During the late 1980s, Salle turned to new sources; collaborations with the American Ballet Theater generated crucial material and ideas. Salle created costumes and sets for a Mikhail Baryshnikov ballet
and a number of other productions choreographed by Karole Armitage (the pair were also romantically linked).
Indeed, a sense of theatricality pervades the works on view at Skarstedt. The depicted folds in Ghost (1992) resemble those of a fallen curtain. It’s divided into three bands of color, suggesting the typical three-act structure of a stage production. Open Boat, from the same year, has the feel of a dark prop closet filled with objects incoherently discarded and jumbled together, seen outside of their original contexts (an apt metaphor for much of Salle’s painting). Like Stephen Crane’s 1897 short story of the same title, which explored the unknowability of the natural world, the painting suggests that interpretation is probably futile.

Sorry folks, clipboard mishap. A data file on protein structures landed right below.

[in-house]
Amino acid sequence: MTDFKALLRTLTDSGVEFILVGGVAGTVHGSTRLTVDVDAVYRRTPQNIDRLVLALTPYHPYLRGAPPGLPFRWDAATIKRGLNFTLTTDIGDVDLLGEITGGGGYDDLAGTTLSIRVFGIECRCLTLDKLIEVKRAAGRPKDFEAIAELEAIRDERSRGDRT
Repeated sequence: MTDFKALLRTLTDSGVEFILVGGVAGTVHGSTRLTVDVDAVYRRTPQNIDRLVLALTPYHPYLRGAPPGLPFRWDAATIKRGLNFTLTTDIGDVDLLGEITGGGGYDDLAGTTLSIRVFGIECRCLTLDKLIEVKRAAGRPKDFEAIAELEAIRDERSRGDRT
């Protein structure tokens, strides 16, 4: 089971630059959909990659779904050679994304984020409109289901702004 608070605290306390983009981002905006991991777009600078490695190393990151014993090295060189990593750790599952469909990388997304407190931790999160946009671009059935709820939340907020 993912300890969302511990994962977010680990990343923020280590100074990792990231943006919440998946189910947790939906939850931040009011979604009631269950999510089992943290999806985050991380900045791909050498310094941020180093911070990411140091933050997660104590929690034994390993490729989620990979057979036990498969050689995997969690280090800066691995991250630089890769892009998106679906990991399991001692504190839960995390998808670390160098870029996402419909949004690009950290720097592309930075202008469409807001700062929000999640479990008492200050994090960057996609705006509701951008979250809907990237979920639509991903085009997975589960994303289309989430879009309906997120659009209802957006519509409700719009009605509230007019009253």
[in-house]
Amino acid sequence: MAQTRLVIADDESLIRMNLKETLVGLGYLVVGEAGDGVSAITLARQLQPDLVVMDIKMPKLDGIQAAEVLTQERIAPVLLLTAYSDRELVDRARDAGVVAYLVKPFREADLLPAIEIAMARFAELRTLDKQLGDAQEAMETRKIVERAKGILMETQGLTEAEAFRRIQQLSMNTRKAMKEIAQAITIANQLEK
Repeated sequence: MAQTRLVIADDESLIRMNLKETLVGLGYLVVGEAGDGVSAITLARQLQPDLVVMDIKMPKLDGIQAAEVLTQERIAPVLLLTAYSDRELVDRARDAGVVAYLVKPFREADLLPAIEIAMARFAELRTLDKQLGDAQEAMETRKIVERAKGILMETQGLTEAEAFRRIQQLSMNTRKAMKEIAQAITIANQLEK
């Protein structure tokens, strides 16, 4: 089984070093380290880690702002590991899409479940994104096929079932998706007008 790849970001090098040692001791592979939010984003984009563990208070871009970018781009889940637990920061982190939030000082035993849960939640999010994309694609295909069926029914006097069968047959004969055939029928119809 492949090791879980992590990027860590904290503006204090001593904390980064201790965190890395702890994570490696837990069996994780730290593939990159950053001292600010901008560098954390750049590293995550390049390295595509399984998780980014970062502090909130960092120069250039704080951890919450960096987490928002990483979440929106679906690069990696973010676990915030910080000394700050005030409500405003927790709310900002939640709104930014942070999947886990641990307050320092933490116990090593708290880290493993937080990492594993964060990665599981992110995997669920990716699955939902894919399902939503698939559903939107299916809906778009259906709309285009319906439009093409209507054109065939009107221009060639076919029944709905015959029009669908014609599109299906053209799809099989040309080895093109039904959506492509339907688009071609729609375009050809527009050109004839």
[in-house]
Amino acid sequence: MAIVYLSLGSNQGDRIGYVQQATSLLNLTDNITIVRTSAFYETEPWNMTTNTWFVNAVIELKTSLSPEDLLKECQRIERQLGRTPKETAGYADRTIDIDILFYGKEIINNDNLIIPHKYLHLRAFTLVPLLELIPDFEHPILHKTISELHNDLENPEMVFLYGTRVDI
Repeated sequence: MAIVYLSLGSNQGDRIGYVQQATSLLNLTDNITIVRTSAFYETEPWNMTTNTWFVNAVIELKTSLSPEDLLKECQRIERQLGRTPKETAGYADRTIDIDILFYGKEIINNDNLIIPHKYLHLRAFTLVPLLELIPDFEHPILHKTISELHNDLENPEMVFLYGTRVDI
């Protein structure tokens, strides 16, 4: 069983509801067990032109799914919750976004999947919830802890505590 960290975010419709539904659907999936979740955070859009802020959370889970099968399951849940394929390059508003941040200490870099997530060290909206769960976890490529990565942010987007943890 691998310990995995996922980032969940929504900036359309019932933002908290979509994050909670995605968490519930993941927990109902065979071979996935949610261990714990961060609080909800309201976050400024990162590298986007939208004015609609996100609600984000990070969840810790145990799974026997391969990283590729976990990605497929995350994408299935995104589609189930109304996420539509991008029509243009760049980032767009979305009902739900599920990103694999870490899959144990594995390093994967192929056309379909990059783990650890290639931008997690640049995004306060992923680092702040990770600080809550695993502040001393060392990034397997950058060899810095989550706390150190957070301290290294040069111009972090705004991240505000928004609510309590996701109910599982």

Salle’s engagement with the performing arts, combined with his predominant interests in simultaneity and juxtaposition, eventually found a natural outlet in film. In 1995, he made his directorial debut with Search and Destroy, a movie about an aspiring filmmaker that featured Dennis Hopper, Rosanna Arquette, and Christopher Walken. Salle had been editing and splicing images together for years; now he was doing the same with live action reels.
The title of Salle’s painting Final Cut (1993) evokes the language of cinema. The vertical bar at the center neatly divides the canvas as though into two still frames. The painting has a sun-drenched, pop-infused look to it, the central text derived from a whiskey ad. With its light tones, depictions of cool drinks, and identifiable source material, the painting is perhaps the most inviting in the show.
There’s a spooky, chilly aura to the others. The most disturbing may be Fooling with your Hair (1985): In three distinct sections within the painting’s lower half, the viewer sees pictures of a woman in compromising positions on a thin table, unclothed from the waist down (except for a pair of shoes). The emphasis on light and shadow reminds us that these representations derive from black-and-white photography. The scenes look staged, eerie, repellent, and ultimately anti-erotic.